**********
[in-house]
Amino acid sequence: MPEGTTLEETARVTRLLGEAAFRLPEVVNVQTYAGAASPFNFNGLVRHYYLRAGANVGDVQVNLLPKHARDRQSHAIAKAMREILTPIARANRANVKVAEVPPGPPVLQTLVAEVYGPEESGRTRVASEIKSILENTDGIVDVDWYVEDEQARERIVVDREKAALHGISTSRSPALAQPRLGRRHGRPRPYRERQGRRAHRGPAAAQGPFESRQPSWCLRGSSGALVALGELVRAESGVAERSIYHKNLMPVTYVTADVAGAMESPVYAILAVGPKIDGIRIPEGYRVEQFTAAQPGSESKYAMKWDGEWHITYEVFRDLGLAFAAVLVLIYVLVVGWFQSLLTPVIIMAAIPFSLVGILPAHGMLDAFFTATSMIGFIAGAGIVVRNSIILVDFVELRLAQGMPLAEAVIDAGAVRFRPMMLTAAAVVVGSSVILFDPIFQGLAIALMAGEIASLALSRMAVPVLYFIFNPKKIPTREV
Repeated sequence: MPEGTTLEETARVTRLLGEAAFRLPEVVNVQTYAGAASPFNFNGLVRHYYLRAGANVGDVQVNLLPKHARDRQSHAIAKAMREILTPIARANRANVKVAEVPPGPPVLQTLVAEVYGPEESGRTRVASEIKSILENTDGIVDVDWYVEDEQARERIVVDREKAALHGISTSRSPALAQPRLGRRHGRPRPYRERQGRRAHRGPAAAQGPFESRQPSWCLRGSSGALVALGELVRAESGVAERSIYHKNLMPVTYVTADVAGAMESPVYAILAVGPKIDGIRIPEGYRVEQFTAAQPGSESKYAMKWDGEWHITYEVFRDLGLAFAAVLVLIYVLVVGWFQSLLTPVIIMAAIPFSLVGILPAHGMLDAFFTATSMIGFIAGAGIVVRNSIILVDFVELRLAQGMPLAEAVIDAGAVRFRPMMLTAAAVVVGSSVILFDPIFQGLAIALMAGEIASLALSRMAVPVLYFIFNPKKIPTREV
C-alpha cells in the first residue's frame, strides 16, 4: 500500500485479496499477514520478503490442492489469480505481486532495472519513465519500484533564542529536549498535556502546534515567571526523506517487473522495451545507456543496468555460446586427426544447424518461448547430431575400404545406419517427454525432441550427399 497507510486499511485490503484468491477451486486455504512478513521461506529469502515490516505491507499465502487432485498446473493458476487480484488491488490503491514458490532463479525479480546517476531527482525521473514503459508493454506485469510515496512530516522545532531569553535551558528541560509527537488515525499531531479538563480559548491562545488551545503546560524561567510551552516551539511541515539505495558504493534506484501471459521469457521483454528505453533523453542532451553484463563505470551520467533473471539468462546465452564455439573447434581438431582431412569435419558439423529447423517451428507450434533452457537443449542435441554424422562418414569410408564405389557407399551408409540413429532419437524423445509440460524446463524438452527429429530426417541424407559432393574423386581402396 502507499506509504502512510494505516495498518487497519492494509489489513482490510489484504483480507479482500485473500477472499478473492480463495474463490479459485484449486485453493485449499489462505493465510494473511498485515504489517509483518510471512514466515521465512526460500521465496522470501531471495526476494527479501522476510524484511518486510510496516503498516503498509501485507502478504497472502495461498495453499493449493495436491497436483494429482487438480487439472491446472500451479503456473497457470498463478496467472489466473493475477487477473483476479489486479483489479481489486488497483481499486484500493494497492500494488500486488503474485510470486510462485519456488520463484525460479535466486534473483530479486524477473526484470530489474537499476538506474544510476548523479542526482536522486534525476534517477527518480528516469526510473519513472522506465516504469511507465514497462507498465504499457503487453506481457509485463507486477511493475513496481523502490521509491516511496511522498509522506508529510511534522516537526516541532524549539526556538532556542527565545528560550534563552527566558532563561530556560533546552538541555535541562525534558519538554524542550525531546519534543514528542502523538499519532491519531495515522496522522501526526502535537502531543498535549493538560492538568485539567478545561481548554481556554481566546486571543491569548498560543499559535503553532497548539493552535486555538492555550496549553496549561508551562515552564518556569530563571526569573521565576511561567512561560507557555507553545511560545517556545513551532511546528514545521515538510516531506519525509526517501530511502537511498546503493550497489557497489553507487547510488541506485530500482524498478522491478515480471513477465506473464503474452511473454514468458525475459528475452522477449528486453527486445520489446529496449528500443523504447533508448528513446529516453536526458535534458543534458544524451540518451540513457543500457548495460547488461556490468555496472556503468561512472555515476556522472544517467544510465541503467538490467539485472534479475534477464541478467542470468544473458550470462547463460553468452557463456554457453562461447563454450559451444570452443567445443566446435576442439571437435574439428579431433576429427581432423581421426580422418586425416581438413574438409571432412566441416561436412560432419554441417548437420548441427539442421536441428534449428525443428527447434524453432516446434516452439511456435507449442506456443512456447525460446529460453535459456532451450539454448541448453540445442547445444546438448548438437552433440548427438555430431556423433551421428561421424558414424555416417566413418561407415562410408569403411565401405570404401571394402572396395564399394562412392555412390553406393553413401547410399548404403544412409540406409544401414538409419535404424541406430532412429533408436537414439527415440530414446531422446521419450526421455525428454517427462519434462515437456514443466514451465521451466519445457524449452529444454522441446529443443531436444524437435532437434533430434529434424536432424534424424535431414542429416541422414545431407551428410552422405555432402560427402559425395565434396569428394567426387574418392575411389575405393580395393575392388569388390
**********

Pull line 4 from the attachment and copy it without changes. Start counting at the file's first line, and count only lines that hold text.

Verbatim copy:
C-alpha cells in the first residue's frame, strides 16, 4: 500500500485479496499477514520478503490442492489469480505481486532495472519513465519500484533564542529536549498535556502546534515567571526523506517487473522495451545507456543496468555460446586427426544447424518461448547430431575400404545406419517427454525432441550427399 497507510486499511485490503484468491477451486486455504512478513521461506529469502515490516505491507499465502487432485498446473493458476487480484488491488490503491514458490532463479525479480546517476531527482525521473514503459508493454506485469510515496512530516522545532531569553535551558528541560509527537488515525499531531479538563480559548491562545488551545503546560524561567510551552516551539511541515539505495558504493534506484501471459521469457521483454528505453533523453542532451553484463563505470551520467533473471539468462546465452564455439573447434581438431582431412569435419558439423529447423517451428507450434533452457537443449542435441554424422562418414569410408564405389557407399551408409540413429532419437524423445509440460524446463524438452527429429530426417541424407559432393574423386581402396 502507499506509504502512510494505516495498518487497519492494509489489513482490510489484504483480507479482500485473500477472499478473492480463495474463490479459485484449486485453493485449499489462505493465510494473511498485515504489517509483518510471512514466515521465512526460500521465496522470501531471495526476494527479501522476510524484511518486510510496516503498516503498509501485507502478504497472502495461498495453499493449493495436491497436483494429482487438480487439472491446472500451479503456473497457470498463478496467472489466473493475477487477473483476479489486479483489479481489486488497483481499486484500493494497492500494488500486488503474485510470486510462485519456488520463484525460479535466486534473483530479486524477473526484470530489474537499476538506474544510476548523479542526482536522486534525476534517477527518480528516469526510473519513472522506465516504469511507465514497462507498465504499457503487453506481457509485463507486477511493475513496481523502490521509491516511496511522498509522506508529510511534522516537526516541532524549539526556538532556542527565545528560550534563552527566558532563561530556560533546552538541555535541562525534558519538554524542550525531546519534543514528542502523538499519532491519531495515522496522522501526526502535537502531543498535549493538560492538568485539567478545561481548554481556554481566546486571543491569548498560543499559535503553532497548539493552535486555538492555550496549553496549561508551562515552564518556569530563571526569573521565576511561567512561560507557555507553545511560545517556545513551532511546528514545521515538510516531506519525509526517501530511502537511498546503493550497489557497489553507487547510488541506485530500482524498478522491478515480471513477465506473464503474452511473454514468458525475459528475452522477449528486453527486445520489446529496449528500443523504447533508448528513446529516453536526458535534458543534458544524451540518451540513457543500457548495460547488461556490468555496472556503468561512472555515476556522472544517467544510465541503467538490467539485472534479475534477464541478467542470468544473458550470462547463460553468452557463456554457453562461447563454450559451444570452443567445443566446435576442439571437435574439428579431433576429427581432423581421426580422418586425416581438413574438409571432412566441416561436412560432419554441417548437420548441427539442421536441428534449428525443428527447434524453432516446434516452439511456435507449442506456443512456447525460446529460453535459456532451450539454448541448453540445442547445444546438448548438437552433440548427438555430431556423433551421428561421424558414424555416417566413418561407415562410408569403411565401405570404401571394402572396395564399394562412392555412390553406393553413401547410399548404403544412409540406409544401414538409419535404424541406430532412429533408436537414439527415440530414446531422446521419450526421455525428454517427462519434462515437456514443466514451465521451466519445457524449452529444454522441446529443443531436444524437435532437434533430434529434424536432424534424424535431414542429416541422414545431407551428410552422405555432402560427402559425395565434396569428394567426387574418392575411389575405393580395393575392388569388390